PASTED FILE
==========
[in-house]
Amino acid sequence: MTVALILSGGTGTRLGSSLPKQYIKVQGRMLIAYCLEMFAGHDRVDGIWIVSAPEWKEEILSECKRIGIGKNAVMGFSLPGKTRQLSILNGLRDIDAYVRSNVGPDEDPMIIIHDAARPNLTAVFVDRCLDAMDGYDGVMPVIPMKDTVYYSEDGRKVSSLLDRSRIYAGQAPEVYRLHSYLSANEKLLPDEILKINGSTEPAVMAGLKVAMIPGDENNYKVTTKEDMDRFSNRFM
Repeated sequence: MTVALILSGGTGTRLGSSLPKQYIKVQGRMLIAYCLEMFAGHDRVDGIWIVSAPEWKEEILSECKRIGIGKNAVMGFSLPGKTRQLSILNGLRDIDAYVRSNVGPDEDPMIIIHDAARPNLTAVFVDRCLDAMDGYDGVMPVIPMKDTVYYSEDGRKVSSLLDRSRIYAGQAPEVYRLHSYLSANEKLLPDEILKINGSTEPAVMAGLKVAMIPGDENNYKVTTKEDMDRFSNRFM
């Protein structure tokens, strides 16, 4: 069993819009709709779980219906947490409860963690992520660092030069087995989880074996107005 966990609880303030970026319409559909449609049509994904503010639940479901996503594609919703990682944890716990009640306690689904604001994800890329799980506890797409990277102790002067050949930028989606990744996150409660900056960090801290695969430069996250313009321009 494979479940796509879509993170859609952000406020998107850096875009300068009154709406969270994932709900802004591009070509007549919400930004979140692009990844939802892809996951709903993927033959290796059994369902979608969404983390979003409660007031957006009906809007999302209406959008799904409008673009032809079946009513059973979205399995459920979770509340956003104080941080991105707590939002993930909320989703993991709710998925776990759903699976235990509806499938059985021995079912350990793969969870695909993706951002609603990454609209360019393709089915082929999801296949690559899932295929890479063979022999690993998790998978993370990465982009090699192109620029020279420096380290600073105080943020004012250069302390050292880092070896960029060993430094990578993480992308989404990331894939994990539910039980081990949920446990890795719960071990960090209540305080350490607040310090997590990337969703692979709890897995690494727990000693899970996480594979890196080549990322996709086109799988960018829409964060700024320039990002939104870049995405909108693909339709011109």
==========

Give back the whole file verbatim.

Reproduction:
[in-house]
Amino acid sequence: MTVALILSGGTGTRLGSSLPKQYIKVQGRMLIAYCLEMFAGHDRVDGIWIVSAPEWKEEILSECKRIGIGKNAVMGFSLPGKTRQLSILNGLRDIDAYVRSNVGPDEDPMIIIHDAARPNLTAVFVDRCLDAMDGYDGVMPVIPMKDTVYYSEDGRKVSSLLDRSRIYAGQAPEVYRLHSYLSANEKLLPDEILKINGSTEPAVMAGLKVAMIPGDENNYKVTTKEDMDRFSNRFM
Repeated sequence: MTVALILSGGTGTRLGSSLPKQYIKVQGRMLIAYCLEMFAGHDRVDGIWIVSAPEWKEEILSECKRIGIGKNAVMGFSLPGKTRQLSILNGLRDIDAYVRSNVGPDEDPMIIIHDAARPNLTAVFVDRCLDAMDGYDGVMPVIPMKDTVYYSEDGRKVSSLLDRSRIYAGQAPEVYRLHSYLSANEKLLPDEILKINGSTEPAVMAGLKVAMIPGDENNYKVTTKEDMDRFSNRFM
């Protein structure tokens, strides 16, 4: 069993819009709709779980219906947490409860963690992520660092030069087995989880074996107005 966990609880303030970026319409559909449609049509994904503010639940479901996503594609919703990682944890716990009640306690689904604001994800890329799980506890797409990277102790002067050949930028989606990744996150409660900056960090801290695969430069996250313009321009 494979479940796509879509993170859609952000406020998107850096875009300068009154709406969270994932709900802004591009070509007549919400930004979140692009990844939802892809996951709903993927033959290796059994369902979608969404983390979003409660007031957006009906809007999302209406959008799904409008673009032809079946009513059973979205399995459920979770509340956003104080941080991105707590939002993930909320989703993991709710998925776990759903699976235990509806499938059985021995079912350990793969969870695909993706951002609603990454609209360019393709089915082929999801296949690559899932295929890479063979022999690993998790998978993370990465982009090699192109620029020279420096380290600073105080943020004012250069302390050292880092070896960029060993430094990578993480992308989404990331894939994990539910039980081990949920446990890795719960071990960090209540305080350490607040310090997590990337969703692979709890897995690494727990000693899970996480594979890196080549990322996709086109799988960018829409964060700024320039990002939104870049995405909108693909339709011109």